• Ascorbate peroxidase;
  • gene regulation;
  • hydrogen peroxide;
  • microarray;
  • proteomics;
  • rice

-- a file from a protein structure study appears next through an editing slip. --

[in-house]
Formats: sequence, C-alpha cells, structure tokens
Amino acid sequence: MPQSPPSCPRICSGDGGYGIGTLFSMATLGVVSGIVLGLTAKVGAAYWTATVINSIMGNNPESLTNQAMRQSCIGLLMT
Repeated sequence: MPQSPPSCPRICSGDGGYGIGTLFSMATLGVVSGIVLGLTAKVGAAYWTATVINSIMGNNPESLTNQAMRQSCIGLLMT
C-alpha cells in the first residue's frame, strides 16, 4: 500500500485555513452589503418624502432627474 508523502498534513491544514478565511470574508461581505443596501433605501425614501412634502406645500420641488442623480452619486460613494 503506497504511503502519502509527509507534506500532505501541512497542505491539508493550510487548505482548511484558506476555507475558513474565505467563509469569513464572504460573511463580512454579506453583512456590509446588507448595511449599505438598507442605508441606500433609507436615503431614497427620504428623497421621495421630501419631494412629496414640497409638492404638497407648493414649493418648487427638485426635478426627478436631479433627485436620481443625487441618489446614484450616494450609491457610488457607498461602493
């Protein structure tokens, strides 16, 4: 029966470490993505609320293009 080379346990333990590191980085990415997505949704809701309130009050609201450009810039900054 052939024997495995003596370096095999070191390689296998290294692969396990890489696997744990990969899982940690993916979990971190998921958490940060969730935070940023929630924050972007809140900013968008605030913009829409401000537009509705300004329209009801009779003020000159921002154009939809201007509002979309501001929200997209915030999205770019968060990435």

As a central component of the hydrogen peroxide detoxifying system in plant cells, ascorbate peroxidases (APX) play an essential role in the control of intracellular reactive oxygen species (ROS) levels. To characterise the function of cytosolic APX isoforms (OsAPX1 and OsAPX2) in the mechanisms of plant defence, OsAPX1/2 knockdown rice plants were previously obtained. OsAPX1/2 knockdown plants (APx1/2s) exhibited a normal phenotype and development, even though they showed a global reduction of APX activity and increased hydrogen peroxide accumulation. To understand how rice plants compensate for the deficiency of cytosolic APX, expression and proteomic analyses were performed to characterise the global expression pattern of the APx1/2s mutant line compared with non-transformed plants. Our results strongly suggest that deficiencies in cytosolic APX isoforms markedly alter expression of genes associated with several key metabolic pathways, especially of genes involved in photosynthesis and antioxidant defence. These metabolic changes are compensatory because central physiological processes such as photosynthesis and growth were similar to non-transformed rice plants. Our analyses showed modulation of groups of genes and proteins related to specific metabolic pathways. Among the differentially expressed genes, the largest number corresponded to those with catalytic activity. Genes related to oxidative stress, carbohydrate metabolism, photosynthesis and transcription factor-encoding genes were also modulated. These results represent an important step toward understanding of the role played by cytosolic APX isoforms and hydrogen peroxide in the regulation of metabolism by redox modulation in monocots.